During a session at the RIMS 2018 Annual Conference, Denise Algire, Director, Risk Initiatives | National Medical Director, Albertsons Safeway Inc and Michael Coupland, Network Medical Director, IMCS Group Inc. discuss how specific claims and medical management steps can prevent delayed recovery of your injured workers.
Early intervention objectives include identify employees at risk for delayed recovery and intervene as early as possible, prevent needless disability, prevent chronic pain and poly-pharmacy dependency, and enhance employee engagement and resilience. The most important of these objective is to enhance employee engagement and resilience. What is driving these workers’ compensation medical expenditures? Those costs driving are increasing severity, facility costs, pharmacy, co-morbidities, utilization, trends in our society(obese and mental health). Two of the top are stress and mental health. More workers are absent from work because of stress and anxiety than physical injury.
Delayed recovery is when some people develop persistent pain and recovery is postponed due to non-medical psychosocial risk factors. Delayed recovery and overutilization is driven by inadequate coping skills and lack of knowledge of pain generator. Chronic Pain (and poly-pharmacy) is the final common pathway of delayed recovery. The dynamics of delayed recovery are medical diagnosis legitimized injured worker’s distress, the diagnostic/treatment process permits transferral of psychosocial issues, provide or advocate accepts “locus of control”, and the injury is “medicalized”.
Albertsons Safeway created an early intervention policy that focused on low back pain and pilot started in 2013 then rolled out nationally in 2015. There was a clinical risk management screening questionnaire administered by initial PTP/Triage tool. The delay in patient identification was due to lack of clarity of initial workflow. There was a large underestimated organizational execution issues. The early intervention approach focuses on functional restoration, consistent with national treatment guidelines, focus on skill acquisition, improved function, and RTW independent self-management is the goal, but those “at risk” require more attention/care. There was only 505 screenings in the first year but recently in 2017, there was more than 5,400 screenings and only 570 were considered unsuccessful screenings. Over five years of this program there have been almost 16,000 screenings.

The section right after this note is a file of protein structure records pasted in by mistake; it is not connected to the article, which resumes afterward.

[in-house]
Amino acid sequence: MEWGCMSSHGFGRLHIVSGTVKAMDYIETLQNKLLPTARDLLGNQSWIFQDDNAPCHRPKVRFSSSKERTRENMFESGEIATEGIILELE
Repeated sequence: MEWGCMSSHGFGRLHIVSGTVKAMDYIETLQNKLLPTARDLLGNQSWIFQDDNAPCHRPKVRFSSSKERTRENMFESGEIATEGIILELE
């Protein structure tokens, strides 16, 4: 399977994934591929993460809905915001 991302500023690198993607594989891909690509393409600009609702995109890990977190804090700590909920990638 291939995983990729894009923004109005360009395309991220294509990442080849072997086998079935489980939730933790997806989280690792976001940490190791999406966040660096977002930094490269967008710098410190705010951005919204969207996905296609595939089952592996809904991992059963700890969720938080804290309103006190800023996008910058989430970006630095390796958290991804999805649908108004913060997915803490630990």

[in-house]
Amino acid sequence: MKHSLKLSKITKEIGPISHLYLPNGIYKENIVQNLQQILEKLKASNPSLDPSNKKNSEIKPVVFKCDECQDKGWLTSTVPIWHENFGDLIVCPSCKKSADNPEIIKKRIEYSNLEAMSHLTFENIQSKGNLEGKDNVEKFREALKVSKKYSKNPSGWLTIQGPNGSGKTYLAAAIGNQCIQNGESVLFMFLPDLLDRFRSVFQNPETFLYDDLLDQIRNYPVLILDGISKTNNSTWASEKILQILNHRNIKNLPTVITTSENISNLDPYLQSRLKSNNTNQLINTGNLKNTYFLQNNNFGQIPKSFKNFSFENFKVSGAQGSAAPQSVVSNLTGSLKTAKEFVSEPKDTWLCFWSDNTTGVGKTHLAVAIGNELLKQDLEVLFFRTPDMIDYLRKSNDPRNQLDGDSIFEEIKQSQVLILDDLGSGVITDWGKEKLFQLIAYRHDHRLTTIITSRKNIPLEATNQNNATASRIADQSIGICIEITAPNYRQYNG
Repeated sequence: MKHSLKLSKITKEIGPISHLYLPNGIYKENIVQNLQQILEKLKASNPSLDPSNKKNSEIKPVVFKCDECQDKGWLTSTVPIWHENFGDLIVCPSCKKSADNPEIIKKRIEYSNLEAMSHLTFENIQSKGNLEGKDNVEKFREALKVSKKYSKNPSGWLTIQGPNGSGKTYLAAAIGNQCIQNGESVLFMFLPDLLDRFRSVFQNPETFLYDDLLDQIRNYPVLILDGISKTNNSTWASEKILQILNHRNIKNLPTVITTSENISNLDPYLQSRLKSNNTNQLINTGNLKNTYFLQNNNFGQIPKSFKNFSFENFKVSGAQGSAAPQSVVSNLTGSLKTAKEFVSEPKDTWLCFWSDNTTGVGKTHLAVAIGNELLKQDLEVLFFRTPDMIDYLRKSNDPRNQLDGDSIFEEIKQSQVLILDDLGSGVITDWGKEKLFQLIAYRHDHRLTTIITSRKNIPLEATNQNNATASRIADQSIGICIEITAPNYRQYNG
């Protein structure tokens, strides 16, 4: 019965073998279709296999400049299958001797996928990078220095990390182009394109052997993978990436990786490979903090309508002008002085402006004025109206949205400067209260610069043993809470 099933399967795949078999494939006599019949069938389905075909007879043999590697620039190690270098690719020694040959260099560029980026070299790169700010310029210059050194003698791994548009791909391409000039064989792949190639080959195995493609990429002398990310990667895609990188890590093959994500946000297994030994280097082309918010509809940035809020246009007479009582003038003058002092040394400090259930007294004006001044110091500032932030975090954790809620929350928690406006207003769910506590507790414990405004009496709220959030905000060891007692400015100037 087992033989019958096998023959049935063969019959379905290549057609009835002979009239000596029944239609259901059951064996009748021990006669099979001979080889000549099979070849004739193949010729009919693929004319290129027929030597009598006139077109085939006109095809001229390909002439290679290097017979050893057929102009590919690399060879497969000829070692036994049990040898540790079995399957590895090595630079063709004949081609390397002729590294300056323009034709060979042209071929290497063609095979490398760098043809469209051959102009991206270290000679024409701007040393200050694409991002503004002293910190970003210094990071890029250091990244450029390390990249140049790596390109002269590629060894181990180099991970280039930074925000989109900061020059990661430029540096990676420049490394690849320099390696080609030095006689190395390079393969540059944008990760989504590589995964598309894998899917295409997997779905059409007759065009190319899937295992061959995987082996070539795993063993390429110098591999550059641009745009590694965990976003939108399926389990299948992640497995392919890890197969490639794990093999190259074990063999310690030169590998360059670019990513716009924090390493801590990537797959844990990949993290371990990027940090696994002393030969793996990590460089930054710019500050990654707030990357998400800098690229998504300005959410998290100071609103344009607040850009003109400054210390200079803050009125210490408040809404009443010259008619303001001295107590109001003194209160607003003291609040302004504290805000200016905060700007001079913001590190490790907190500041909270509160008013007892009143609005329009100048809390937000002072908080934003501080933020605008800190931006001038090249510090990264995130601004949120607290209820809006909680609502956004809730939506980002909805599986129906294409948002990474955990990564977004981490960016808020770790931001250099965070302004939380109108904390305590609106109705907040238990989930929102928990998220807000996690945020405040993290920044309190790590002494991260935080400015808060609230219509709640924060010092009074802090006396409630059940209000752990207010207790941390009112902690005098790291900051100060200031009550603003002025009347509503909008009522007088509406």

CBT is cognitive behavioral therapy. This is brief and time-limited and based on an educational model. This program is structure and directive to get the injured employed back to focus on recovery and back to work. Focus here is on function.
Keys to Successful Implementation
- Outline program goals, plan and workflow
- Map the workflow from claims identification through the claim life cycle
- Identify a single point of contact to serve as the implementation liaison
- Use dedicated resource(s) to conduct screening
- Outline a communication plan
- Schedule formal provider, claims and medical staff training
- Consider utilizing straight-through authorization
- Identify how you will measure success/performance measures
The program trends are on average there is 12% of claims score high for delayed recovery risk PTPs beginning to refer earlier. Employees showing positive results with RTW. The average sessions of CBT is 6. About half of at-risk injured workers’ understand new skill acquisition for resilience is in their best interest. About half of at-risk injured workers’ have other agenda(s) and will not engage.
In conclusion, this is encouraging and exciting results to date. The high risk claims that participate in the intervention demonstrate statistically significant better claims outcomes. Employees return to work and claims are settled reasonably in approximately 50% of cases and estimated 30% reduction in total claims costs.